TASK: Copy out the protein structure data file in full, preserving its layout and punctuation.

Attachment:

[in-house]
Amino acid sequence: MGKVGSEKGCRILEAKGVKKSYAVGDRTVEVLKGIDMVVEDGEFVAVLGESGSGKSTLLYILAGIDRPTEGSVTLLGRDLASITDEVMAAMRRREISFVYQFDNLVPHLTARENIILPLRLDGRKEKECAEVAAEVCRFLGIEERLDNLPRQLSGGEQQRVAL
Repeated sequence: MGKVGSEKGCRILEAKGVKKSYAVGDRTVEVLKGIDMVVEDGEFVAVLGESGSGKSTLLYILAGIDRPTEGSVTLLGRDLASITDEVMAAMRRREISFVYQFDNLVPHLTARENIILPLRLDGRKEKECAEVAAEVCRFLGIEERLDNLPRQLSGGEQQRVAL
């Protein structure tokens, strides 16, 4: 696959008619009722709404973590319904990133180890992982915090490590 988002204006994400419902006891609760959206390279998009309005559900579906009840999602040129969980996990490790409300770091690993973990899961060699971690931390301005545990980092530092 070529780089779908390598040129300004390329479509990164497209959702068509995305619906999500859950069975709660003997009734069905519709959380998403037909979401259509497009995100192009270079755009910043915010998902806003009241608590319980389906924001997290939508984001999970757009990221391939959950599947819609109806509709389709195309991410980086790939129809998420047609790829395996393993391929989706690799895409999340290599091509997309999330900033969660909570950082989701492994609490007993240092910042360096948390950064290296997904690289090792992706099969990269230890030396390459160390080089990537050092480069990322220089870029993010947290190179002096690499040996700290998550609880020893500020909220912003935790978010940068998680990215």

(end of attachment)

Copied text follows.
[in-house]
Amino acid sequence: MGKVGSEKGCRILEAKGVKKSYAVGDRTVEVLKGIDMVVEDGEFVAVLGESGSGKSTLLYILAGIDRPTEGSVTLLGRDLASITDEVMAAMRRREISFVYQFDNLVPHLTARENIILPLRLDGRKEKECAEVAAEVCRFLGIEERLDNLPRQLSGGEQQRVAL
Repeated sequence: MGKVGSEKGCRILEAKGVKKSYAVGDRTVEVLKGIDMVVEDGEFVAVLGESGSGKSTLLYILAGIDRPTEGSVTLLGRDLASITDEVMAAMRRREISFVYQFDNLVPHLTARENIILPLRLDGRKEKECAEVAAEVCRFLGIEERLDNLPRQLSGGEQQRVAL
């Protein structure tokens, strides 16, 4: 696959008619009722709404973590319904990133180890992982915090490590 988002204006994400419902006891609760959206390279998009309005559900579906009840999602040129969980996990490790409300770091690993973990899961060699971690931390301005545990980092530092 070529780089779908390598040129300004390329479509990164497209959702068509995305619906999500859950069975709660003997009734069905519709959380998403037909979401259509497009995100192009270079755009910043915010998902806003009241608590319980389906924001997290939508984001999970757009990221391939959950599947819609109806509709389709195309991410980086790939129809998420047609790829395996393993391929989706690799895409999340290599091509997309999330900033969660909570950082989701492994609490007993240092910042360096948390950064290296997904690289090792992706099969990269230890030396390459160390080089990537050092480069990322220089870029993010947290190179002096690499040996700290998550609880020893500020909220912003935790978010940068998680990215």